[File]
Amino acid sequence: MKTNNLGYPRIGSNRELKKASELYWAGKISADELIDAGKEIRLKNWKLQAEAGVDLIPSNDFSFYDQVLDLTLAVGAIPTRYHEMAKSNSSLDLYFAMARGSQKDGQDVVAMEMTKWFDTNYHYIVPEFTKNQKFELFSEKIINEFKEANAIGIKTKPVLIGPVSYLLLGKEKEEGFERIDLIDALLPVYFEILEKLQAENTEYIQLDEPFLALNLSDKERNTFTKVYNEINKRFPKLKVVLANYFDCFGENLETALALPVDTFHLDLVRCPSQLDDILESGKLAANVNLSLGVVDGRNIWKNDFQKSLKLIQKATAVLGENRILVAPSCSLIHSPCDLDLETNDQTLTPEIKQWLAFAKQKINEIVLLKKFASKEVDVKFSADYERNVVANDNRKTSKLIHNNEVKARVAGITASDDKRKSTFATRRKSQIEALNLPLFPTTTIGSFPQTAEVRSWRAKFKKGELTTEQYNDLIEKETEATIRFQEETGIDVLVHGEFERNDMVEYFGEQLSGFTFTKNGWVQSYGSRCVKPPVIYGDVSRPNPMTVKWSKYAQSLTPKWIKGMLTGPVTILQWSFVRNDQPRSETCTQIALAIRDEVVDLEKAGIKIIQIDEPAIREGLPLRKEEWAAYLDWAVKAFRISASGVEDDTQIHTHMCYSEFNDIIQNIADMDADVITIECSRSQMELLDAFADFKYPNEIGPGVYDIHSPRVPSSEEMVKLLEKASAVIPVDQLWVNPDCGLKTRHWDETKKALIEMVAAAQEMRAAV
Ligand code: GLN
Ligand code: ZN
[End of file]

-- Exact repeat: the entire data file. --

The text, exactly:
Amino acid sequence: MKTNNLGYPRIGSNRELKKASELYWAGKISADELIDAGKEIRLKNWKLQAEAGVDLIPSNDFSFYDQVLDLTLAVGAIPTRYHEMAKSNSSLDLYFAMARGSQKDGQDVVAMEMTKWFDTNYHYIVPEFTKNQKFELFSEKIINEFKEANAIGIKTKPVLIGPVSYLLLGKEKEEGFERIDLIDALLPVYFEILEKLQAENTEYIQLDEPFLALNLSDKERNTFTKVYNEINKRFPKLKVVLANYFDCFGENLETALALPVDTFHLDLVRCPSQLDDILESGKLAANVNLSLGVVDGRNIWKNDFQKSLKLIQKATAVLGENRILVAPSCSLIHSPCDLDLETNDQTLTPEIKQWLAFAKQKINEIVLLKKFASKEVDVKFSADYERNVVANDNRKTSKLIHNNEVKARVAGITASDDKRKSTFATRRKSQIEALNLPLFPTTTIGSFPQTAEVRSWRAKFKKGELTTEQYNDLIEKETEATIRFQEETGIDVLVHGEFERNDMVEYFGEQLSGFTFTKNGWVQSYGSRCVKPPVIYGDVSRPNPMTVKWSKYAQSLTPKWIKGMLTGPVTILQWSFVRNDQPRSETCTQIALAIRDEVVDLEKAGIKIIQIDEPAIREGLPLRKEEWAAYLDWAVKAFRISASGVEDDTQIHTHMCYSEFNDIIQNIADMDADVITIECSRSQMELLDAFADFKYPNEIGPGVYDIHSPRVPSSEEMVKLLEKASAVIPVDQLWVNPDCGLKTRHWDETKKALIEMVAAAQEMRAAV
Ligand code: GLN
Ligand code: ZN